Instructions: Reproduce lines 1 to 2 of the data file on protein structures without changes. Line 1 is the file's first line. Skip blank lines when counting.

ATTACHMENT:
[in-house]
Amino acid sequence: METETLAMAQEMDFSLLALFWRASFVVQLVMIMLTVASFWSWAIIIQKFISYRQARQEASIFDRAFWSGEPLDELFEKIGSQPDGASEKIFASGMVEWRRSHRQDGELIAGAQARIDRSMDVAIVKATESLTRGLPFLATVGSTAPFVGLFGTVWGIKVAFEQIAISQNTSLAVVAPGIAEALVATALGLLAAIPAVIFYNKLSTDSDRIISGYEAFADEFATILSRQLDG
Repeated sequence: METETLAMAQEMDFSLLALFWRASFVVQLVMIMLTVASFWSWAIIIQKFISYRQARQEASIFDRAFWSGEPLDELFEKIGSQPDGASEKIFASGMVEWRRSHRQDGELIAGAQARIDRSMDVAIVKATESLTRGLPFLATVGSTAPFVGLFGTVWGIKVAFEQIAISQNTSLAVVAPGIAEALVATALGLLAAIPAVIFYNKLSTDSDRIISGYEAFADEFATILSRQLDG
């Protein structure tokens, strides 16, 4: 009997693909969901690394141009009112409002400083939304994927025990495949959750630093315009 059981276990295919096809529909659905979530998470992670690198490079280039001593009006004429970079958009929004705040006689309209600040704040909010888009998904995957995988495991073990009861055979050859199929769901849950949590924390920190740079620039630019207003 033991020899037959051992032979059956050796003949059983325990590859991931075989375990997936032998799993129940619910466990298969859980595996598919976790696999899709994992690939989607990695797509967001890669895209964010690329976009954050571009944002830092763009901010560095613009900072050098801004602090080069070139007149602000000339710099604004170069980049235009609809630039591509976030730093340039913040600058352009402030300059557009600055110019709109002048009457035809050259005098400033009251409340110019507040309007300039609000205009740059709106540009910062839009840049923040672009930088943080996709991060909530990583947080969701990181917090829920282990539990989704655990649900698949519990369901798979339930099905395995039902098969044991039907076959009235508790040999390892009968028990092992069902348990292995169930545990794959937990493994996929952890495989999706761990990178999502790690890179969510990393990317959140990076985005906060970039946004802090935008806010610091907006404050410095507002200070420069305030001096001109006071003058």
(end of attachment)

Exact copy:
[in-house]
Amino acid sequence: METETLAMAQEMDFSLLALFWRASFVVQLVMIMLTVASFWSWAIIIQKFISYRQARQEASIFDRAFWSGEPLDELFEKIGSQPDGASEKIFASGMVEWRRSHRQDGELIAGAQARIDRSMDVAIVKATESLTRGLPFLATVGSTAPFVGLFGTVWGIKVAFEQIAISQNTSLAVVAPGIAEALVATALGLLAAIPAVIFYNKLSTDSDRIISGYEAFADEFATILSRQLDG